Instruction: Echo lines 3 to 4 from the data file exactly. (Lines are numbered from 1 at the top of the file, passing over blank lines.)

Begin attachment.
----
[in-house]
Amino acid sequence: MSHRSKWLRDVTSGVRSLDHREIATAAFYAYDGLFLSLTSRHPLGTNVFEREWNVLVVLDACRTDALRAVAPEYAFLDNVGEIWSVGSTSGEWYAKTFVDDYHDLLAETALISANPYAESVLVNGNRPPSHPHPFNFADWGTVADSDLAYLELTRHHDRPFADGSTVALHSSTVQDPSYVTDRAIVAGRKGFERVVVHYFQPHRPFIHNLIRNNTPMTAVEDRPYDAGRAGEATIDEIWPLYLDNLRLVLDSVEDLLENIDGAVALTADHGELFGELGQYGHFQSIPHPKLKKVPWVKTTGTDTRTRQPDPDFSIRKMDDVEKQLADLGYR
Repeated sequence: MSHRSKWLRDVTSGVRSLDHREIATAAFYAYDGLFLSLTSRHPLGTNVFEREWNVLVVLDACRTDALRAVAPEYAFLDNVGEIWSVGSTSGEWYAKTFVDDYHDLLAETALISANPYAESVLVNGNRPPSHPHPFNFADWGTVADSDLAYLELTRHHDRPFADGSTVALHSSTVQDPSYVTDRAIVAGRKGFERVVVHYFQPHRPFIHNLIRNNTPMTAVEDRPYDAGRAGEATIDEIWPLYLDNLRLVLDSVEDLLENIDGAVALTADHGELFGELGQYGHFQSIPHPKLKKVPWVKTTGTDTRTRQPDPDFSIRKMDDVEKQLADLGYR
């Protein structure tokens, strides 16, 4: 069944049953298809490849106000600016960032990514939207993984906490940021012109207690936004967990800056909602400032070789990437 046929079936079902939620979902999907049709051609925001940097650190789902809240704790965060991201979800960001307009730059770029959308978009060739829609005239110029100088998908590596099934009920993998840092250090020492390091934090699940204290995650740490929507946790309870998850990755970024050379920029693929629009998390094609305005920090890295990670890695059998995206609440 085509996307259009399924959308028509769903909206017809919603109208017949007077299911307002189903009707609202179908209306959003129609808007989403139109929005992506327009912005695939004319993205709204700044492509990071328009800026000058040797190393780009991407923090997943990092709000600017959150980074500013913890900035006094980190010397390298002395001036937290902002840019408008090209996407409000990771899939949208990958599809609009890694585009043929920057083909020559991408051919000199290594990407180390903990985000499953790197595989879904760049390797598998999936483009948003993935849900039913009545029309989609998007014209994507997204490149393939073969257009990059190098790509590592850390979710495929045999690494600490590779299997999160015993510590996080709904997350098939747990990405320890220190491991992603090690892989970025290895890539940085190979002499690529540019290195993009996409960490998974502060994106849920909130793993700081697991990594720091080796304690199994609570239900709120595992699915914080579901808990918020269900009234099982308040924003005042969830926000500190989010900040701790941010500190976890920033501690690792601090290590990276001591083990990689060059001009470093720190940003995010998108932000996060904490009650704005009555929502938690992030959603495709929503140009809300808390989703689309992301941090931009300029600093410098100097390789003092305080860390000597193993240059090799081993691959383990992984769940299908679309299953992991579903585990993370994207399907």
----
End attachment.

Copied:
Repeated sequence: MSHRSKWLRDVTSGVRSLDHREIATAAFYAYDGLFLSLTSRHPLGTNVFEREWNVLVVLDACRTDALRAVAPEYAFLDNVGEIWSVGSTSGEWYAKTFVDDYHDLLAETALISANPYAESVLVNGNRPPSHPHPFNFADWGTVADSDLAYLELTRHHDRPFADGSTVALHSSTVQDPSYVTDRAIVAGRKGFERVVVHYFQPHRPFIHNLIRNNTPMTAVEDRPYDAGRAGEATIDEIWPLYLDNLRLVLDSVEDLLENIDGAVALTADHGELFGELGQYGHFQSIPHPKLKKVPWVKTTGTDTRTRQPDPDFSIRKMDDVEKQLADLGYR
């Protein structure tokens, strides 16, 4: 069944049953298809490849106000600016960032990514939207993984906490940021012109207690936004967990800056909602400032070789990437 046929079936079902939620979902999907049709051609925001940097650190789902809240704790965060991201979800960001307009730059770029959308978009060739829609005239110029100088998908590596099934009920993998840092250090020492390091934090699940204290995650740490929507946790309870998850990755970024050379920029693929629009998390094609305005920090890295990670890695059998995206609440 085509996307259009399924959308028509769903909206017809919603109208017949007077299911307002189903009707609202179908209306959003129609808007989403139109929005992506327009912005695939004319993205709204700044492509990071328009800026000058040797190393780009991407923090997943990092709000600017959150980074500013913890900035006094980190010397390298002395001036937290902002840019408008090209996407409000990771899939949208990958599809609009890694585009043929920057083909020559991408051919000199290594990407180390903990985000499953790197595989879904760049390797598998999936483009948003993935849900039913009545029309989609998007014209994507997204490149393939073969257009990059190098790509590592850390979710495929045999690494600490590779299997999160015993510590996080709904997350098939747990990405320890220190491991992603090690892989970025290895890539940085190979002499690529540019290195993009996409960490998974502060994106849920909130793993700081697991990594720091080796304690199994609570239900709120595992699915914080579901808990918020269900009234099982308040924003005042969830926000500190989010900040701790941010500190976890920033501690690792601090290590990276001591083990990689060059001009470093720190940003995010998108932000996060904490009650704005009555929502938690992030959603495709929503140009809300808390989703689309992301941090931009300029600093410098100097390789003092305080860390000597193993240059090799081993691959383990992984769940299908679309299953992991579903585990993370994207399907």